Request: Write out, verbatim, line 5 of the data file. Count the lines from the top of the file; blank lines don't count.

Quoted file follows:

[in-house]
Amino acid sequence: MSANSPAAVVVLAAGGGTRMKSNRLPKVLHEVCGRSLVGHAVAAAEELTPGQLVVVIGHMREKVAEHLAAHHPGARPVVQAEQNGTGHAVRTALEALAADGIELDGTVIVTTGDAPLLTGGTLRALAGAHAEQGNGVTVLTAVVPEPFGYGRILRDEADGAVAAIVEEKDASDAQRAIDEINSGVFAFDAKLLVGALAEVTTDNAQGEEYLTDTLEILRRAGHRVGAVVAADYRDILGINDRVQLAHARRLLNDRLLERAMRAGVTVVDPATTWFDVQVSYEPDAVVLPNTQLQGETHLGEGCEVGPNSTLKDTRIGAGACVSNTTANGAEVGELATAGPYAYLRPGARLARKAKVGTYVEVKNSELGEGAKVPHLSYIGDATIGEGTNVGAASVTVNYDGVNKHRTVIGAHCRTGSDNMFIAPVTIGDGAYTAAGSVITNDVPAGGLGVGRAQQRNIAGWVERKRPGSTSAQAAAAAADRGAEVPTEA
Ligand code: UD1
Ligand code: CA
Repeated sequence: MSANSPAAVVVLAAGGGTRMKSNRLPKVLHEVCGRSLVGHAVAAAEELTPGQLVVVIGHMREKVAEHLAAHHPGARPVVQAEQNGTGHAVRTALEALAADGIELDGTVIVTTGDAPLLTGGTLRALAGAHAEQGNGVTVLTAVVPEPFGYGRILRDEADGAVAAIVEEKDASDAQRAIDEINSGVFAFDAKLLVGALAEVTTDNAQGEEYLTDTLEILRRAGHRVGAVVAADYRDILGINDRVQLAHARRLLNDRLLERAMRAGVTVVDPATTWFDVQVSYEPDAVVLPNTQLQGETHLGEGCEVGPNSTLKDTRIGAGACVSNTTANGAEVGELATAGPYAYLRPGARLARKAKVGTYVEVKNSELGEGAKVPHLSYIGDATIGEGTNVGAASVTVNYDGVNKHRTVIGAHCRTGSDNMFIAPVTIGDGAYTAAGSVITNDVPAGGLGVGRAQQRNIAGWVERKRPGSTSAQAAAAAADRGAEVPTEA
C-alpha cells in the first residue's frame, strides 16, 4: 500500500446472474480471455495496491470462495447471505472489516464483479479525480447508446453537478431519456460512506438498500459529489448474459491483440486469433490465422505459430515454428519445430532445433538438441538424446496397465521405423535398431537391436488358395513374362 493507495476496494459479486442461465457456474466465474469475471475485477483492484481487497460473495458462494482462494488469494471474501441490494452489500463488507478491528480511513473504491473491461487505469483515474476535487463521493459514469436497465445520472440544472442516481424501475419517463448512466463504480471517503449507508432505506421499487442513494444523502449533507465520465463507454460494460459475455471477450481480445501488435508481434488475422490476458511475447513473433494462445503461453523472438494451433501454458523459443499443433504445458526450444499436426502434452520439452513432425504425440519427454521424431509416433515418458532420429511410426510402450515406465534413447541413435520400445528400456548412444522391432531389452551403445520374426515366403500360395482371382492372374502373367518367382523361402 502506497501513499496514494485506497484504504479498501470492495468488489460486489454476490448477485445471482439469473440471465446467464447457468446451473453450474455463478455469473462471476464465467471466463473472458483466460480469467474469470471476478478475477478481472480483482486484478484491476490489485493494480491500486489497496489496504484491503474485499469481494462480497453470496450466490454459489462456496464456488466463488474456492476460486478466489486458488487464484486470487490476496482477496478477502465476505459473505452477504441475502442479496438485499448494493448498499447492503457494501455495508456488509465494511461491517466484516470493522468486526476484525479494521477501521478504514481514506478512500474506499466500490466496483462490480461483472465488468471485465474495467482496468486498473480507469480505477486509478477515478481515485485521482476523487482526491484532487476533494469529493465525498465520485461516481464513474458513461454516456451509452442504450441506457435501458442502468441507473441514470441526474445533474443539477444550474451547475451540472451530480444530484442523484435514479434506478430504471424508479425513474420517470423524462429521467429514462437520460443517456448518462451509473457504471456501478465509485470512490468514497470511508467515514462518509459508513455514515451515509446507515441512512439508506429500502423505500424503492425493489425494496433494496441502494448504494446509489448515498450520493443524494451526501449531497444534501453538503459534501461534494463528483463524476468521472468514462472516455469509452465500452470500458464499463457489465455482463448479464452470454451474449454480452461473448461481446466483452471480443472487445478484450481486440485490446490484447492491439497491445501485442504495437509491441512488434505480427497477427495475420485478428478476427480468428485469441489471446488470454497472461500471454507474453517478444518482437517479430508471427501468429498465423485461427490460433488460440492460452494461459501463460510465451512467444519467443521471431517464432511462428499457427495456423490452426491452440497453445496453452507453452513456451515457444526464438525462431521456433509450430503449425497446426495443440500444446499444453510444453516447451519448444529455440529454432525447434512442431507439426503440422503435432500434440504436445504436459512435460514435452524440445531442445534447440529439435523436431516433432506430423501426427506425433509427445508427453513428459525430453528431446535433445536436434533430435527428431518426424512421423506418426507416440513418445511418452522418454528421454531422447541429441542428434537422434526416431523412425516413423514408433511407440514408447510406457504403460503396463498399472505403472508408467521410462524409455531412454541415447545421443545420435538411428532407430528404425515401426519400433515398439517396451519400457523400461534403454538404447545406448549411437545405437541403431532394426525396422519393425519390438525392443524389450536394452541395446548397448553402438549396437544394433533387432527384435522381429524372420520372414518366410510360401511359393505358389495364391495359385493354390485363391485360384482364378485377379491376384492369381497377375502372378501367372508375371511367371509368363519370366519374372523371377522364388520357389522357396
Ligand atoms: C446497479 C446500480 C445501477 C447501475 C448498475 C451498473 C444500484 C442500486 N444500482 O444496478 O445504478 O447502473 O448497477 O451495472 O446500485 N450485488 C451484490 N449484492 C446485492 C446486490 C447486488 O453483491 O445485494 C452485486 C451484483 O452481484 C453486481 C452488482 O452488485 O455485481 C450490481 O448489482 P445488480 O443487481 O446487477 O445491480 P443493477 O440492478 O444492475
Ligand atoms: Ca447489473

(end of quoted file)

Repeated sequence: MSANSPAAVVVLAAGGGTRMKSNRLPKVLHEVCGRSLVGHAVAAAEELTPGQLVVVIGHMREKVAEHLAAHHPGARPVVQAEQNGTGHAVRTALEALAADGIELDGTVIVTTGDAPLLTGGTLRALAGAHAEQGNGVTVLTAVVPEPFGYGRILRDEADGAVAAIVEEKDASDAQRAIDEINSGVFAFDAKLLVGALAEVTTDNAQGEEYLTDTLEILRRAGHRVGAVVAADYRDILGINDRVQLAHARRLLNDRLLERAMRAGVTVVDPATTWFDVQVSYEPDAVVLPNTQLQGETHLGEGCEVGPNSTLKDTRIGAGACVSNTTANGAEVGELATAGPYAYLRPGARLARKAKVGTYVEVKNSELGEGAKVPHLSYIGDATIGEGTNVGAASVTVNYDGVNKHRTVIGAHCRTGSDNMFIAPVTIGDGAYTAAGSVITNDVPAGGLGVGRAQQRNIAGWVERKRPGSTSAQAAAAAADRGAEVPTEA